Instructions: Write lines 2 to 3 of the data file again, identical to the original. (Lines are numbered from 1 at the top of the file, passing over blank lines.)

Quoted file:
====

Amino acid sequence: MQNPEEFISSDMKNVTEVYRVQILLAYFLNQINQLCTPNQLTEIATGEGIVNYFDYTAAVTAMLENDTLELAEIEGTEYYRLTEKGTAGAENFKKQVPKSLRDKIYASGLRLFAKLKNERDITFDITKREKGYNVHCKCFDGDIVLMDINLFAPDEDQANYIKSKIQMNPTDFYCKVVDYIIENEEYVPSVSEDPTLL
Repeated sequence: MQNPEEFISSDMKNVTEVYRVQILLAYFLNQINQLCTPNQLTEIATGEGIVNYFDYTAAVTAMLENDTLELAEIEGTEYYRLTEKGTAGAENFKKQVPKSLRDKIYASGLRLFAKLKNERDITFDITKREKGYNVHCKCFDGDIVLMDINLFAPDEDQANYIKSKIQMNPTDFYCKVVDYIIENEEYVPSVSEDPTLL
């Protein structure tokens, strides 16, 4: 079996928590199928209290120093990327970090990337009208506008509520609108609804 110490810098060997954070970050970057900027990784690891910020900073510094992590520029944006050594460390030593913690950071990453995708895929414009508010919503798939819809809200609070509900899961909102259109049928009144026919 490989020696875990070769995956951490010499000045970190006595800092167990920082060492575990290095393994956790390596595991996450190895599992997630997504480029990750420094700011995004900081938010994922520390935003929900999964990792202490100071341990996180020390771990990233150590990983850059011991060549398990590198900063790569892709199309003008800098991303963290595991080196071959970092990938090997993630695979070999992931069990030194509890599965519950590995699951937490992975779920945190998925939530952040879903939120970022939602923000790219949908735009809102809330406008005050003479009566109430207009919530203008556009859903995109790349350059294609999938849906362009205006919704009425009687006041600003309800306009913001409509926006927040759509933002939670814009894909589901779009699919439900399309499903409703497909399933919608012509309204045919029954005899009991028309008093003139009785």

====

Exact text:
Repeated sequence: MQNPEEFISSDMKNVTEVYRVQILLAYFLNQINQLCTPNQLTEIATGEGIVNYFDYTAAVTAMLENDTLELAEIEGTEYYRLTEKGTAGAENFKKQVPKSLRDKIYASGLRLFAKLKNERDITFDITKREKGYNVHCKCFDGDIVLMDINLFAPDEDQANYIKSKIQMNPTDFYCKVVDYIIENEEYVPSVSEDPTLL
């Protein structure tokens, strides 16, 4: 079996928590199928209290120093990327970090990337009208506008509520609108609804 110490810098060997954070970050970057900027990784690891910020900073510094992590520029944006050594460390030593913690950071990453995708895929414009508010919503798939819809809200609070509900899961909102259109049928009144026919 490989020696875990070769995956951490010499000045970190006595800092167990920082060492575990290095393994956790390596595991996450190895599992997630997504480029990750420094700011995004900081938010994922520390935003929900999964990792202490100071341990996180020390771990990233150590990983850059011991060549398990590198900063790569892709199309003008800098991303963290595991080196071959970092990938090997993630695979070999992931069990030194509890599965519950590995699951937490992975779920945190998925939530952040879903939120970022939602923000790219949908735009809102809330406008005050003479009566109430207009919530203008556009859903995109790349350059294609999938849906362009205006919704009425009687006041600003309800306009913001409509926006927040759509933002939670814009894909589901779009699919439900399309499903409703497909399933919608012509309204045919029954005899009991028309008093003139009785």